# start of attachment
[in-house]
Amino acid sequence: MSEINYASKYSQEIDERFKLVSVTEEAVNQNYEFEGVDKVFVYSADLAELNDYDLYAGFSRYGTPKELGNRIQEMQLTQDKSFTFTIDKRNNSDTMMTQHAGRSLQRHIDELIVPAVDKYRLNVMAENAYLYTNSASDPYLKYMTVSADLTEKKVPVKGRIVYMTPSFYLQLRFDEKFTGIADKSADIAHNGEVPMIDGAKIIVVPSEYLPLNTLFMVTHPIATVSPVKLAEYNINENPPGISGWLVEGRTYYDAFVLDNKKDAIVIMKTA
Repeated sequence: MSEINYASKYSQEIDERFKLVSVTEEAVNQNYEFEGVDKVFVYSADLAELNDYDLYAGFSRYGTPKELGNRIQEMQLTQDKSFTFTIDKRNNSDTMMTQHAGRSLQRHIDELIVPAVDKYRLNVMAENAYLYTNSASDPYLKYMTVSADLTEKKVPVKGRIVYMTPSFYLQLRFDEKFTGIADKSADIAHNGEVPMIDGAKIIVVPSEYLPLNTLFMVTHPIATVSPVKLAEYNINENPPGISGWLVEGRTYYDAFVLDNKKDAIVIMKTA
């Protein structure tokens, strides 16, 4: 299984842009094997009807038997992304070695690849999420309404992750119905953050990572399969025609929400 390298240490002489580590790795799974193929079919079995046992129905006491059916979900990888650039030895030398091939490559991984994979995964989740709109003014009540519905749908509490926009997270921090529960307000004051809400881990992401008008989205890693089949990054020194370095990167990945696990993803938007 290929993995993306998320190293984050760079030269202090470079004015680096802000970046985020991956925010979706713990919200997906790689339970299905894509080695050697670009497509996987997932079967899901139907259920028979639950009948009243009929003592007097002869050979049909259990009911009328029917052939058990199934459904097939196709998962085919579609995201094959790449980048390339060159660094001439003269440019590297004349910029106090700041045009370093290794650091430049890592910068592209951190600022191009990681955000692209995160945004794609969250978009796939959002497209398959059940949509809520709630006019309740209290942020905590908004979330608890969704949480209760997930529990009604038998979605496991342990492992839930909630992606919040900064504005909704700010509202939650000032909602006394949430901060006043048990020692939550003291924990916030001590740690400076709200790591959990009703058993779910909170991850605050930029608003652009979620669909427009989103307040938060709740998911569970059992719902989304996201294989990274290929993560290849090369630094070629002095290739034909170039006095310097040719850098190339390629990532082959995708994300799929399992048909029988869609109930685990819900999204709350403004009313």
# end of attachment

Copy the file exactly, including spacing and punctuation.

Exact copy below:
[in-house]
Amino acid sequence: MSEINYASKYSQEIDERFKLVSVTEEAVNQNYEFEGVDKVFVYSADLAELNDYDLYAGFSRYGTPKELGNRIQEMQLTQDKSFTFTIDKRNNSDTMMTQHAGRSLQRHIDELIVPAVDKYRLNVMAENAYLYTNSASDPYLKYMTVSADLTEKKVPVKGRIVYMTPSFYLQLRFDEKFTGIADKSADIAHNGEVPMIDGAKIIVVPSEYLPLNTLFMVTHPIATVSPVKLAEYNINENPPGISGWLVEGRTYYDAFVLDNKKDAIVIMKTA
Repeated sequence: MSEINYASKYSQEIDERFKLVSVTEEAVNQNYEFEGVDKVFVYSADLAELNDYDLYAGFSRYGTPKELGNRIQEMQLTQDKSFTFTIDKRNNSDTMMTQHAGRSLQRHIDELIVPAVDKYRLNVMAENAYLYTNSASDPYLKYMTVSADLTEKKVPVKGRIVYMTPSFYLQLRFDEKFTGIADKSADIAHNGEVPMIDGAKIIVVPSEYLPLNTLFMVTHPIATVSPVKLAEYNINENPPGISGWLVEGRTYYDAFVLDNKKDAIVIMKTA
């Protein structure tokens, strides 16, 4: 299984842009094997009807038997992304070695690849999420309404992750119905953050990572399969025609929400 390298240490002489580590790795799974193929079919079995046992129905006491059916979900990888650039030895030398091939490559991984994979995964989740709109003014009540519905749908509490926009997270921090529960307000004051809400881990992401008008989205890693089949990054020194370095990167990945696990993803938007 290929993995993306998320190293984050760079030269202090470079004015680096802000970046985020991956925010979706713990919200997906790689339970299905894509080695050697670009497509996987997932079967899901139907259920028979639950009948009243009929003592007097002869050979049909259990009911009328029917052939058990199934459904097939196709998962085919579609995201094959790449980048390339060159660094001439003269440019590297004349910029106090700041045009370093290794650091430049890592910068592209951190600022191009990681955000692209995160945004794609969250978009796939959002497209398959059940949509809520709630006019309740209290942020905590908004979330608890969704949480209760997930529990009604038998979605496991342990492992839930909630992606919040900064504005909704700010509202939650000032909602006394949430901060006043048990020692939550003291924990916030001590740690400076709200790591959990009703058993779910909170991850605050930029608003652009979620669909427009989103307040938060709740998911569970059992719902989304996201294989990274290929993560290849090369630094070629002095290739034909170039006095310097040719850098190339390629990532082959995708994300799929399992048909029988869609109930685990819900999204709350403004009313």